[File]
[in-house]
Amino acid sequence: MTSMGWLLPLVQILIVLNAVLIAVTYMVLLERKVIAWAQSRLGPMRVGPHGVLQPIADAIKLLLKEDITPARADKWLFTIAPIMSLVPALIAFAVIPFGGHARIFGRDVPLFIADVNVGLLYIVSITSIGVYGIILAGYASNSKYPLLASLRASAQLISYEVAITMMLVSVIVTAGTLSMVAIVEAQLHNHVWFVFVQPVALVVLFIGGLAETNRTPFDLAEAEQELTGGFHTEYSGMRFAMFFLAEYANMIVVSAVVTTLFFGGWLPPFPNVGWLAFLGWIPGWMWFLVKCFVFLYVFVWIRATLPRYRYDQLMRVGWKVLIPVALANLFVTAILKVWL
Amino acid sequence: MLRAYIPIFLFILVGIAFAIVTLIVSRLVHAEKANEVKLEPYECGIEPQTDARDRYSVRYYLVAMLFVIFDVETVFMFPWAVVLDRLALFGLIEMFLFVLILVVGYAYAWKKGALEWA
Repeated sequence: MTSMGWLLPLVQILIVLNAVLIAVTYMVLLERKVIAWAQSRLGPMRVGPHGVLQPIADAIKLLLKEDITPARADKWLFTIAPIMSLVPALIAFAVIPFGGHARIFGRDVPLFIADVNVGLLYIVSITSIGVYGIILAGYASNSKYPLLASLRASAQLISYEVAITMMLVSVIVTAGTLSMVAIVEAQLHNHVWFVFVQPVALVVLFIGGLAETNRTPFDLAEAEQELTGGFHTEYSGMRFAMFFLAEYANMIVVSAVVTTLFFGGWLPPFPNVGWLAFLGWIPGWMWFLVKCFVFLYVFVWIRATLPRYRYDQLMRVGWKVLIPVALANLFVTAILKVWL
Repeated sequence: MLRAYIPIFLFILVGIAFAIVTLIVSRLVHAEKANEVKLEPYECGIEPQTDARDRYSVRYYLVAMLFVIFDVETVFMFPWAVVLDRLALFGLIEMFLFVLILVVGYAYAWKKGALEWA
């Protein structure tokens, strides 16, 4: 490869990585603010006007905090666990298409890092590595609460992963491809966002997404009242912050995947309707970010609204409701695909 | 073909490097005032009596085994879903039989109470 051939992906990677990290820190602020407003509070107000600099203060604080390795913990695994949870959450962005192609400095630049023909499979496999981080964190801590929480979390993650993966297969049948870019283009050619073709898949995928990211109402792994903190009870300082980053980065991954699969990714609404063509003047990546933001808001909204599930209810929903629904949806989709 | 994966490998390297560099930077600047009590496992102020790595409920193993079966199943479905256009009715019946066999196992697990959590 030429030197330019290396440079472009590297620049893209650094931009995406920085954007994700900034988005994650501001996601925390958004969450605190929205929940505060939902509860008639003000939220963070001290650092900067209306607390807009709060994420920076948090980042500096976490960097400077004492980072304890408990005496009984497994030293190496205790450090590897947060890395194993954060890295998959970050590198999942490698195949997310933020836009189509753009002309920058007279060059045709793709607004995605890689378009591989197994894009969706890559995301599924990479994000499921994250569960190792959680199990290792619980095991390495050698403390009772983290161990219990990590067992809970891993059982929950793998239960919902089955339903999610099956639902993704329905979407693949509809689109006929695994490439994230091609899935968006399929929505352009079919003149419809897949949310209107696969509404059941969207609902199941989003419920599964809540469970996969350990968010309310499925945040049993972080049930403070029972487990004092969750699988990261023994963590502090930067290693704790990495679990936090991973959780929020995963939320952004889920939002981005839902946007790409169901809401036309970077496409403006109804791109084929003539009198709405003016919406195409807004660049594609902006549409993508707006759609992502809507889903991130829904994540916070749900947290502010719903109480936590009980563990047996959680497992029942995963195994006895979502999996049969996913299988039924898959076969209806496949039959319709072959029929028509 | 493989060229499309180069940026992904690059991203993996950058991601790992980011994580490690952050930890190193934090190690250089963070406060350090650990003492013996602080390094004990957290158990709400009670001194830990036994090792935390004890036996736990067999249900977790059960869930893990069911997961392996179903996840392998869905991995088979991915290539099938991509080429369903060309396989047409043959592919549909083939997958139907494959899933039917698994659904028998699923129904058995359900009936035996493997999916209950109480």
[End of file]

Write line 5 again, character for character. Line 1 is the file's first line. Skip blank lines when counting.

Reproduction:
Repeated sequence: MLRAYIPIFLFILVGIAFAIVTLIVSRLVHAEKANEVKLEPYECGIEPQTDARDRYSVRYYLVAMLFVIFDVETVFMFPWAVVLDRLALFGLIEMFLFVLILVVGYAYAWKKGALEWA